New technologies have made our travelling, calls, and data transfers
both cheaper and faster, thus improving the quality of our lives.
However, the same technologies have become potent weapons for new kinds
of war. We can see it daily on social media or read about so called
hybrid wars in the news. While trying to understand why globalization
has not delivered on its promise to make the world safer and more
prosperous, Leonard does not give up hope for a better world and
explores how we can devise a better future.
Tragically, months after the book’s publication “unpeace” has turned into classic warfare and ushered in an era in which a clear distinction between war and peace can be made easily even by children.
Antagonism between the West and Russia has reached a new, almost unprecedented, level. Vital cooperation on solving global threats to the long term survival of humanity, such as pandemics and climate change, has almost stopped. We keep imposing new sanctions, are quickly rearming our societies, and becoming overwhelmed by continuous migrant inflows.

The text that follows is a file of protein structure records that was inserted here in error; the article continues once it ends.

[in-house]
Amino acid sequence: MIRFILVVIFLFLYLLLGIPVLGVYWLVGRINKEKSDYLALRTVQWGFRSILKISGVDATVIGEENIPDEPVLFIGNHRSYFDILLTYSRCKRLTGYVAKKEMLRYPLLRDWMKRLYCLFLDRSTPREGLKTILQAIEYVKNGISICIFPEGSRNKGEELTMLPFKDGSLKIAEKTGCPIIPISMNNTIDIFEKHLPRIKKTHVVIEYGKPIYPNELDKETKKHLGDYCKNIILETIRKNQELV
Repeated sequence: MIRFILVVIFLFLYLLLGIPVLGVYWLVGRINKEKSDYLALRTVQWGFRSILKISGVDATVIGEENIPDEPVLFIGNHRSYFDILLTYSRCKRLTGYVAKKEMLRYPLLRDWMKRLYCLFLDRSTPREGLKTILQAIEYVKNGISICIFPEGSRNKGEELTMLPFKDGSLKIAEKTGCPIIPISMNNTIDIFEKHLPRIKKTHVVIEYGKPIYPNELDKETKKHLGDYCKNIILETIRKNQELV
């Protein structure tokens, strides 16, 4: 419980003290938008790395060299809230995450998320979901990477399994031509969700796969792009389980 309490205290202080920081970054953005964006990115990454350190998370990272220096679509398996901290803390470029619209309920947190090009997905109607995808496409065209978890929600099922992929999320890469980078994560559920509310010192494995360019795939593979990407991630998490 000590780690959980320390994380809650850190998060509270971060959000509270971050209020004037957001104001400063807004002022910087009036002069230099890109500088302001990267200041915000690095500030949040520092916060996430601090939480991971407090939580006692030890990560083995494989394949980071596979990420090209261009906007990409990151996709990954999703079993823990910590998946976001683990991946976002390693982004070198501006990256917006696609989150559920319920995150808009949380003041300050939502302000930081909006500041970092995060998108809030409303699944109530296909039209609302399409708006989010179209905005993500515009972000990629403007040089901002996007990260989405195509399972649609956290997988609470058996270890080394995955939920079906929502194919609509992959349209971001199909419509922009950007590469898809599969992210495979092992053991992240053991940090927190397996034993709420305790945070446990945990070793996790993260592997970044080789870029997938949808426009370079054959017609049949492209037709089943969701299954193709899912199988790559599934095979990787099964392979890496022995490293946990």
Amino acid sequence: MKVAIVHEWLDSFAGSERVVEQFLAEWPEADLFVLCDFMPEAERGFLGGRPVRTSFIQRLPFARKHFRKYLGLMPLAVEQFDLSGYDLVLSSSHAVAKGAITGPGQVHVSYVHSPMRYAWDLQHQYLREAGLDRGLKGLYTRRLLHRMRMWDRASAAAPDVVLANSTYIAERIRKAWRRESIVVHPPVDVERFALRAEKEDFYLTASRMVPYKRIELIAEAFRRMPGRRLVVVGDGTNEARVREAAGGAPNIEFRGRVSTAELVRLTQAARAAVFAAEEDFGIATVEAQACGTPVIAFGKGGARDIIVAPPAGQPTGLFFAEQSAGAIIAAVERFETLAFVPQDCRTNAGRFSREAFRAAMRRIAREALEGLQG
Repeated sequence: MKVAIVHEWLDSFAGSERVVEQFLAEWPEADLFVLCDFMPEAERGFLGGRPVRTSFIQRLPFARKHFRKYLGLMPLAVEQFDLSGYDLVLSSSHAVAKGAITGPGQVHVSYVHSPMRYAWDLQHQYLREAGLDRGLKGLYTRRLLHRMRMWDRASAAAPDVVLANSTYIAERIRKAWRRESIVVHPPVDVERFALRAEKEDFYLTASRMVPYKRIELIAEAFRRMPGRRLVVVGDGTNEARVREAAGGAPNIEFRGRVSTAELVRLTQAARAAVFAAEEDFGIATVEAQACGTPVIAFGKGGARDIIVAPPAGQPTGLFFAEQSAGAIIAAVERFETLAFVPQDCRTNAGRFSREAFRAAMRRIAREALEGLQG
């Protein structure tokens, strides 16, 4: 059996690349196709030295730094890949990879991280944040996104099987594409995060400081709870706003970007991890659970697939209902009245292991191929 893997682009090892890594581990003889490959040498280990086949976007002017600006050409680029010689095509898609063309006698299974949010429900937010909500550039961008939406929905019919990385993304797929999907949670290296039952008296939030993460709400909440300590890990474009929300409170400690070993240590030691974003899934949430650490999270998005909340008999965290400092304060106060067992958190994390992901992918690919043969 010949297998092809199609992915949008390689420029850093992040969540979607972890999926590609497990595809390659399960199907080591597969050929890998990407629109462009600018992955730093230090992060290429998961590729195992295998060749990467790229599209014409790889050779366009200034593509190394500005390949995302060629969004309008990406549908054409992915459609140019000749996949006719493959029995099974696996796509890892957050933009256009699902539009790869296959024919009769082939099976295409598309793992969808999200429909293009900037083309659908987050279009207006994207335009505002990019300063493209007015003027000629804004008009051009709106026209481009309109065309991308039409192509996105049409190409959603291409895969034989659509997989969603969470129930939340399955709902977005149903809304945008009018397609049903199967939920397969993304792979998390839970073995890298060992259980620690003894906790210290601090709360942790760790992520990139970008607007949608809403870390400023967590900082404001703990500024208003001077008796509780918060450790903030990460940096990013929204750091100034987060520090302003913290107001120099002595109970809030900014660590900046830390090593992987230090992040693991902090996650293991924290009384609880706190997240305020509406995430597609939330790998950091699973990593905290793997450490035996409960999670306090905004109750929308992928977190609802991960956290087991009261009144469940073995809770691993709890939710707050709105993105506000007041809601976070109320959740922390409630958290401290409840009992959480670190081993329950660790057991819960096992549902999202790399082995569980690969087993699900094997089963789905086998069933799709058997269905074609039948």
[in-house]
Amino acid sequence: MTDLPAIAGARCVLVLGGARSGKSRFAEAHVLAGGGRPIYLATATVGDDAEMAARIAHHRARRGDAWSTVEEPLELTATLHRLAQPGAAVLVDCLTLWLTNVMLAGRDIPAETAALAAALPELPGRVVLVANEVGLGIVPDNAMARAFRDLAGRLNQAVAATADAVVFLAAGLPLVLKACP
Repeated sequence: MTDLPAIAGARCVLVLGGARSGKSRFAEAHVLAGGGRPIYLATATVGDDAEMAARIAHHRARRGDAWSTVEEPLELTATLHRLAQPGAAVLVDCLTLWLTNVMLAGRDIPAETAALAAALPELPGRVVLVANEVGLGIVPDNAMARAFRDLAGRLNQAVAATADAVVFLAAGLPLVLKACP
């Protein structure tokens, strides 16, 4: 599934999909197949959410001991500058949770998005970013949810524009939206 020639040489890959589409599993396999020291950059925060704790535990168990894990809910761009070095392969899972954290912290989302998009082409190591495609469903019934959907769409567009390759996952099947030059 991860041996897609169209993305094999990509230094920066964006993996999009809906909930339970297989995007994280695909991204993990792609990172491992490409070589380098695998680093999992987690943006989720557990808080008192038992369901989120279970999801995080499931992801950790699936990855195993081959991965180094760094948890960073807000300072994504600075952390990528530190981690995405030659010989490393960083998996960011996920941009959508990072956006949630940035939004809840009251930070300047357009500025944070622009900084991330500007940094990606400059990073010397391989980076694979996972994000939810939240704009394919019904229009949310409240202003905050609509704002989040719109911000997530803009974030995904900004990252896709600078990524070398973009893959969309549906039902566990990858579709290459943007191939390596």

However, the urgent should not distract us, at least in the medium term, from the important. There is no immediate holding back of the climate change, rising technology-driven inequality, and skills mismatch. In order to fix these challenges, we will need to continue to innovate and change our education system so that technology-driven prosperity is widely shared and our way of living becomes sustainable.
Imposing peace in freedom loving and war-battered Ukraine is the order of the day. But we, like Mark Leonard, cannot give up on a better future. Hence, solving threats to prosperity, social cohesion and sustainability must come next.
We hope our new issue of Connection will help you with the latter.
Ronald Blaško, Executive Director of AmCham Slovakia